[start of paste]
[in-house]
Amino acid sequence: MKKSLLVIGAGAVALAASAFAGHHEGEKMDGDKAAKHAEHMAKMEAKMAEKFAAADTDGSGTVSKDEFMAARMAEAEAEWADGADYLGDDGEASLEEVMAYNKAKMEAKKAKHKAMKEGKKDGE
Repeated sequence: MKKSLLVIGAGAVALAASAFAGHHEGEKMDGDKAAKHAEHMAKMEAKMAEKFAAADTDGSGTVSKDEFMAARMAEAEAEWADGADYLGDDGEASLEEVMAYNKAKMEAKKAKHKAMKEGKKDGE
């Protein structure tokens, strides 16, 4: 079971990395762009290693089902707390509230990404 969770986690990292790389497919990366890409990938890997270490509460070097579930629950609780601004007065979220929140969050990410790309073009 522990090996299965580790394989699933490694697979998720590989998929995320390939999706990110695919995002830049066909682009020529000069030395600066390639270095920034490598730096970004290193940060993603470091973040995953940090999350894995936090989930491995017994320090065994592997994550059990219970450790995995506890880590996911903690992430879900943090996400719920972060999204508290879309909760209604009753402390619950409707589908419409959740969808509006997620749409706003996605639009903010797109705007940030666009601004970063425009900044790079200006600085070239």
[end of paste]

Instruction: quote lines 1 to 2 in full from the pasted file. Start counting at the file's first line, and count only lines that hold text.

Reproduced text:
[in-house]
Amino acid sequence: MKKSLLVIGAGAVALAASAFAGHHEGEKMDGDKAAKHAEHMAKMEAKMAEKFAAADTDGSGTVSKDEFMAARMAEAEAEWADGADYLGDDGEASLEEVMAYNKAKMEAKKAKHKAMKEGKKDGE